WRECKAGE AND IMPACT INFORMATION

The airplane was examined at the accident site on August 9, 1998. The engine, right wing, and left wing were at the base of about a 100 foot tall tree that had burn and scrape marks down its side. In the tree, approximately 35 feet above the ground, was the floor of the main fuselage and main landing gear. The main landing gear was wedged between two branches that formed a fork in the tree. Both of the branches were approximately 2.5 feet in diameter. The empennage was suspended below the floor of the main fuselage, attached only by the elevator and rudder flight control cables.

The cockpit, flight instruments, system instruments, and cockpit switches were consumed in the post crash fire.

The fuel selector was in the on position but fuel system continuity could not be established because of fire damage.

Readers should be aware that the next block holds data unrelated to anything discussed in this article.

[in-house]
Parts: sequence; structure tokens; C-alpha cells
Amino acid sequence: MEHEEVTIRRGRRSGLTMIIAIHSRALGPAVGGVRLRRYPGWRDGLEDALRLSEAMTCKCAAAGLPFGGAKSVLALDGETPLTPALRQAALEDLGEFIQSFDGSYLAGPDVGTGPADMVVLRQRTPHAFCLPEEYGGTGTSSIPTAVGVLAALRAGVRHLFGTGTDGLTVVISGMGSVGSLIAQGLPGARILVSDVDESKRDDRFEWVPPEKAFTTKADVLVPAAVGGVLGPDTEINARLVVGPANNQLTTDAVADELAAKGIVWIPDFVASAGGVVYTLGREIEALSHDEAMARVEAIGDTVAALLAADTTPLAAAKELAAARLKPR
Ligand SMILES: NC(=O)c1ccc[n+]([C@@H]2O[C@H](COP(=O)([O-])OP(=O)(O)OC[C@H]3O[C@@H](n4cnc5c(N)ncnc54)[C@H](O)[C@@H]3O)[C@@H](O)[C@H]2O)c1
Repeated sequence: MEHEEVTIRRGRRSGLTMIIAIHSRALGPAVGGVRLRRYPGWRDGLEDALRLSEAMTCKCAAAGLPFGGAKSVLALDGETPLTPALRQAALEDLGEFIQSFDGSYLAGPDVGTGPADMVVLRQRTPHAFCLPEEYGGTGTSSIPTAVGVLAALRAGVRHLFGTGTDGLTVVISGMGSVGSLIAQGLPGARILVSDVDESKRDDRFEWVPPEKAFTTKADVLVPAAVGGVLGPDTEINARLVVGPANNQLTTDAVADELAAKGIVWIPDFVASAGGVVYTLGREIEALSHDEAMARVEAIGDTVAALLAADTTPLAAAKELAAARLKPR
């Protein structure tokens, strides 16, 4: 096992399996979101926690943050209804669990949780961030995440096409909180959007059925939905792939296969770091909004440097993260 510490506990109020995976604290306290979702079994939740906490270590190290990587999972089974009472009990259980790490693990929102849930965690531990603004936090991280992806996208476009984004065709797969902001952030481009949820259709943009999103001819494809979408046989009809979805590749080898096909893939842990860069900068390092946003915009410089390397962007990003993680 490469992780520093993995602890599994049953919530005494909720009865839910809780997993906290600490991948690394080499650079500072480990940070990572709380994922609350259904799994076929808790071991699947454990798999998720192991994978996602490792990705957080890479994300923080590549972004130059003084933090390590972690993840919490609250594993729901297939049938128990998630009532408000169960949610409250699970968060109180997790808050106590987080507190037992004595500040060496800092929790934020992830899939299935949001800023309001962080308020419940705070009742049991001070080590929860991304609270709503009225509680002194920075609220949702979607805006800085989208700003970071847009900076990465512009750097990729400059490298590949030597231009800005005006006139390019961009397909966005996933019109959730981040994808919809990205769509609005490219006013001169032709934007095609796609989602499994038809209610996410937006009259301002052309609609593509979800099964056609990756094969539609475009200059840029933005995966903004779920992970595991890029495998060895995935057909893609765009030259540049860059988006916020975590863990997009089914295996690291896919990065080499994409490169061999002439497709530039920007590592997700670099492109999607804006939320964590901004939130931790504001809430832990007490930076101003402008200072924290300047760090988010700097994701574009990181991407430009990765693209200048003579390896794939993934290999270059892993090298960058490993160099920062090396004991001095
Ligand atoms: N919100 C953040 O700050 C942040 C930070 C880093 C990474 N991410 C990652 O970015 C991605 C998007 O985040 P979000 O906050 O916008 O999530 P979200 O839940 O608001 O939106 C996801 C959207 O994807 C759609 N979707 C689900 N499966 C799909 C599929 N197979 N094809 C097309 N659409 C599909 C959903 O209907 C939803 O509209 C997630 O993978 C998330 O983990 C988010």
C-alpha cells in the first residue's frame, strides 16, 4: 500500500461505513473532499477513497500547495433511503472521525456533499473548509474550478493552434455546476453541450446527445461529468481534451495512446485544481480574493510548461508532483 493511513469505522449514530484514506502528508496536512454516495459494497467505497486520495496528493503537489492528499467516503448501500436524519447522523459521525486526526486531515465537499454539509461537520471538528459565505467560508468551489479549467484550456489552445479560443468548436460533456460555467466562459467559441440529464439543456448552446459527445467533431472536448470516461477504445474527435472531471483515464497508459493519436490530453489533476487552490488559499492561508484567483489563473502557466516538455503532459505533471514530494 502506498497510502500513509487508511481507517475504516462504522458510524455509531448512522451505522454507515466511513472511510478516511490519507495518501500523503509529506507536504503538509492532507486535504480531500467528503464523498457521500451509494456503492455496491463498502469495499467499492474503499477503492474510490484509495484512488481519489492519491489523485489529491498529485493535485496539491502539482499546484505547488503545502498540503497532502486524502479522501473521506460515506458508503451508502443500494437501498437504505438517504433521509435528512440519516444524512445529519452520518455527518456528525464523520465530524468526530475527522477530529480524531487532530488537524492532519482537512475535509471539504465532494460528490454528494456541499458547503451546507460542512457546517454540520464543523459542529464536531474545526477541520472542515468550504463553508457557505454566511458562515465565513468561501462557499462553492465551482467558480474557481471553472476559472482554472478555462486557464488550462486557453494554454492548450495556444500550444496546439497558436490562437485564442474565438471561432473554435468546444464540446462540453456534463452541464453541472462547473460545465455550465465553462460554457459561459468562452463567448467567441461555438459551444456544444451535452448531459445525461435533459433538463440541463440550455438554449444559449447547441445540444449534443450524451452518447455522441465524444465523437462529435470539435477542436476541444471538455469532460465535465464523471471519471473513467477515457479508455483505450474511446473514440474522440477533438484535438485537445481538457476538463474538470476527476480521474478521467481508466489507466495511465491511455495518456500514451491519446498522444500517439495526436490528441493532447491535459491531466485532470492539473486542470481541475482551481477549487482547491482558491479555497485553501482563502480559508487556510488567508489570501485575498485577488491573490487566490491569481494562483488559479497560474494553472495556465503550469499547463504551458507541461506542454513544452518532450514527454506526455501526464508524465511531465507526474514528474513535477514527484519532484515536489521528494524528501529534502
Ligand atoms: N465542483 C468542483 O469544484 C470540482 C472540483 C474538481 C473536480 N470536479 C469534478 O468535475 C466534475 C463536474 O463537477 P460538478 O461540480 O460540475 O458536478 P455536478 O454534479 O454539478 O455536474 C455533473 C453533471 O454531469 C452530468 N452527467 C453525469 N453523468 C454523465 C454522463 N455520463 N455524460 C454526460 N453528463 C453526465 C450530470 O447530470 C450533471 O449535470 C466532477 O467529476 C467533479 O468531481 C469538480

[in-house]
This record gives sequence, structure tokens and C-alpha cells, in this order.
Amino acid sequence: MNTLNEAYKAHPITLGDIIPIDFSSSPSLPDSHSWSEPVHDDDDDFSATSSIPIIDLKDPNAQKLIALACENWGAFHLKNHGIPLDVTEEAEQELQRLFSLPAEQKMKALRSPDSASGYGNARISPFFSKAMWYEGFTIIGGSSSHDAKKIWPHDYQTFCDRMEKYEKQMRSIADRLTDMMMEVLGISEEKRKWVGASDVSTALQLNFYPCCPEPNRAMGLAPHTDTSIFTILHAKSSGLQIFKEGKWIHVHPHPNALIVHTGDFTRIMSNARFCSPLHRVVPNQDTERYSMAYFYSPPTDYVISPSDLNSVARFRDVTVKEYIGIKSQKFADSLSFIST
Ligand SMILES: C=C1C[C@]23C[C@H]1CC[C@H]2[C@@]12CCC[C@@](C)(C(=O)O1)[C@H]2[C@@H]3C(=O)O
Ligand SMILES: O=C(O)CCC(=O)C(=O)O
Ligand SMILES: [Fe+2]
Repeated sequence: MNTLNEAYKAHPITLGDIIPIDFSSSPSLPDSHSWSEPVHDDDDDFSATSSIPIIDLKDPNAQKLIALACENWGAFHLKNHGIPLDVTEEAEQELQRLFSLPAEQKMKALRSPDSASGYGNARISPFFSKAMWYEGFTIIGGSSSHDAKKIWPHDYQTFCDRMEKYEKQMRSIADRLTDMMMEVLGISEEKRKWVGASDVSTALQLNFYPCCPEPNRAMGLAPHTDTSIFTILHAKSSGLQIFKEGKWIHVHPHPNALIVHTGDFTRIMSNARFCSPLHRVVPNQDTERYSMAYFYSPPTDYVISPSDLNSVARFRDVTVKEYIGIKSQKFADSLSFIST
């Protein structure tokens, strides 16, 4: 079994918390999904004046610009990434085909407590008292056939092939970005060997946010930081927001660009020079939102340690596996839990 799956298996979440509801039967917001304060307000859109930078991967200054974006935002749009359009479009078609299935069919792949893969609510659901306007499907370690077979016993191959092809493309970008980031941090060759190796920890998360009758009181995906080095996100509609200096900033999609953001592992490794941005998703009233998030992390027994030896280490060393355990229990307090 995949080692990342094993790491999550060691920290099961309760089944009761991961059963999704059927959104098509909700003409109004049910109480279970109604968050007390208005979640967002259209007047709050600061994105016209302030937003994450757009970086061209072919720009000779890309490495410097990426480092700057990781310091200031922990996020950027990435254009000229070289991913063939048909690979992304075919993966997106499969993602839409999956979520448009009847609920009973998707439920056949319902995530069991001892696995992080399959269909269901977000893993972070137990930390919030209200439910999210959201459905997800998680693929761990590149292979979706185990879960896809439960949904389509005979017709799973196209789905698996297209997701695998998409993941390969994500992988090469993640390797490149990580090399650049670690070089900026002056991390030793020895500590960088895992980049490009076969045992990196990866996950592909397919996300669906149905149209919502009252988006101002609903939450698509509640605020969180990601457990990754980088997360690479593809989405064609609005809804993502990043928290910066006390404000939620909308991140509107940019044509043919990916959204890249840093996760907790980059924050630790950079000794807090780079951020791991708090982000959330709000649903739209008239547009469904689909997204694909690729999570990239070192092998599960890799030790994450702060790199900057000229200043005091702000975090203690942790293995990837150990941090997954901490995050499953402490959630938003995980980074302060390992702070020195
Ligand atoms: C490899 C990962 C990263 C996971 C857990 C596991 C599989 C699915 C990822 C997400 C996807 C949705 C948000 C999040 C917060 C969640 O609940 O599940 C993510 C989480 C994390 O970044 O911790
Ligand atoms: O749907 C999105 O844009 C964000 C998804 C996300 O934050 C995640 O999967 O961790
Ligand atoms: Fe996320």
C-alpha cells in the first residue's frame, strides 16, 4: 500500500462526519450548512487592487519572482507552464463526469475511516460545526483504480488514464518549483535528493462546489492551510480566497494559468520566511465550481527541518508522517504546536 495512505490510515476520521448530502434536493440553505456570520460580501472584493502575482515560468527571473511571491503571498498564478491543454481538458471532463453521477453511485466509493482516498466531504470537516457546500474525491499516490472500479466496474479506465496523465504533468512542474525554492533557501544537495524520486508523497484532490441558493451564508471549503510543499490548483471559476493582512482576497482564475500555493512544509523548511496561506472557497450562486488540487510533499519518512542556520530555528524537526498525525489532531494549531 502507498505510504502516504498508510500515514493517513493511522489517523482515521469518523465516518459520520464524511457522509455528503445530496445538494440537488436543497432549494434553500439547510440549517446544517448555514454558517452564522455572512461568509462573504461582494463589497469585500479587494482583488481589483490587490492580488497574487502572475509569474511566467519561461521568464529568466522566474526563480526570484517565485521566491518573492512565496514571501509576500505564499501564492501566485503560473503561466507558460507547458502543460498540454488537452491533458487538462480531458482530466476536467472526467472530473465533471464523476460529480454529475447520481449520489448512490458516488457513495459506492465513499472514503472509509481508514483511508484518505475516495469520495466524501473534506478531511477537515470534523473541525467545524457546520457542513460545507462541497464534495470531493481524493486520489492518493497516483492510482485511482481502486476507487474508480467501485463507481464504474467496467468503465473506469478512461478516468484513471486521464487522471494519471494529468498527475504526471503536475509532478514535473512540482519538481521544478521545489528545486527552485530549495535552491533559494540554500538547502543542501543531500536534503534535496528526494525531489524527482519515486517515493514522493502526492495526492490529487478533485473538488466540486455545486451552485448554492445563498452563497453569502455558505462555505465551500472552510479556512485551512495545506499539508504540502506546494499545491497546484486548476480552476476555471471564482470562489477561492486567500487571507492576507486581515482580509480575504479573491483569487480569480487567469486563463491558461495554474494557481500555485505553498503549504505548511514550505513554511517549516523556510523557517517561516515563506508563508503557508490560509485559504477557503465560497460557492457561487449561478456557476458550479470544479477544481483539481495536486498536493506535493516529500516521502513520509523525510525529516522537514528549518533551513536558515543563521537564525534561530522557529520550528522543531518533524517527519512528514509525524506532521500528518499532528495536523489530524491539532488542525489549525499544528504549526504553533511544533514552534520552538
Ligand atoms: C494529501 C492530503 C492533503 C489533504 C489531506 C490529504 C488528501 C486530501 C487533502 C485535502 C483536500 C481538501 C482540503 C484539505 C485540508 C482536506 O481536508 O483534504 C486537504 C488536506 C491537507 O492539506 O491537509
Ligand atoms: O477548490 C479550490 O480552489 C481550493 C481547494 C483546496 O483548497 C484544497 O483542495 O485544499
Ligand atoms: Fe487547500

Flight control continuity could not be established for the ailerons, because of fire damage, but was established for both the elevator and rudder. The flap jackscrews were examined and found to be consistent with a flap up configuration.

MEDICAL AND PATHOLOGICAL INFORMATION

An autopsy was performed on the passenger at Robert Packer Medical Center, Sayre, Pennsylvania, on August 10, 1998. In addition, the FAA Toxicology and Accident Research Laboratory conducted a toxicological screening for the passenger, and found no carbon monoxide or cyanide in her system.

TESTS AND RESEARCH